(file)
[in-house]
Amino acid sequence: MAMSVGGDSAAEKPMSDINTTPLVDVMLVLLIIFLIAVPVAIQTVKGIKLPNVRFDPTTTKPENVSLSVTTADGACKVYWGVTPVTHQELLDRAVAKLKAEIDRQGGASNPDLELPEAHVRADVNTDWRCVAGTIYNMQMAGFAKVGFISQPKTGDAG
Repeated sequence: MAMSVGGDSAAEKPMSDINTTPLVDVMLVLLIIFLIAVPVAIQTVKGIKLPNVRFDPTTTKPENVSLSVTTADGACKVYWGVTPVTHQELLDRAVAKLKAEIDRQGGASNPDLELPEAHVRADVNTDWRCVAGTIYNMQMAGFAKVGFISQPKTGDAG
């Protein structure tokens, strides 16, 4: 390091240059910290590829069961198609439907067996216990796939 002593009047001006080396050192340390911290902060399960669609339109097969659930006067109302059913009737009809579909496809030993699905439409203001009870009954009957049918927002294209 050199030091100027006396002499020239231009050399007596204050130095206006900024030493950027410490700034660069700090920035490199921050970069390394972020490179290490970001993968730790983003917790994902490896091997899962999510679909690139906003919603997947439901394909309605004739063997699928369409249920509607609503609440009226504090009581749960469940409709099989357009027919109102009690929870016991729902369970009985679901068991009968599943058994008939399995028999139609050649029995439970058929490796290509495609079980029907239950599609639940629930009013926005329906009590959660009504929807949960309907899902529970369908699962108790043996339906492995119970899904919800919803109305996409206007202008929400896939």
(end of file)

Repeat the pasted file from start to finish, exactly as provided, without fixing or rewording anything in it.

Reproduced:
[in-house]
Amino acid sequence: MAMSVGGDSAAEKPMSDINTTPLVDVMLVLLIIFLIAVPVAIQTVKGIKLPNVRFDPTTTKPENVSLSVTTADGACKVYWGVTPVTHQELLDRAVAKLKAEIDRQGGASNPDLELPEAHVRADVNTDWRCVAGTIYNMQMAGFAKVGFISQPKTGDAG
Repeated sequence: MAMSVGGDSAAEKPMSDINTTPLVDVMLVLLIIFLIAVPVAIQTVKGIKLPNVRFDPTTTKPENVSLSVTTADGACKVYWGVTPVTHQELLDRAVAKLKAEIDRQGGASNPDLELPEAHVRADVNTDWRCVAGTIYNMQMAGFAKVGFISQPKTGDAG
């Protein structure tokens, strides 16, 4: 390091240059910290590829069961198609439907067996216990796939 002593009047001006080396050192340390911290902060399960669609339109097969659930006067109302059913009737009809579909496809030993699905439409203001009870009954009957049918927002294209 050199030091100027006396002499020239231009050399007596204050130095206006900024030493950027410490700034660069700090920035490199921050970069390394972020490179290490970001993968730790983003917790994902490896091997899962999510679909690139906003919603997947439901394909309605004739063997699928369409249920509607609503609440009226504090009581749960469940409709099989357009027919109102009690929870016991729902369970009985679901068991009968599943058994008939399995028999139609050649029995439970058929490796290509495609079980029907239950599609639940629930009013926005329906009590959660009504929807949960309907899902529970369908699962108790043996339906492995119970899904919800919803109305996409206007202008929400896939």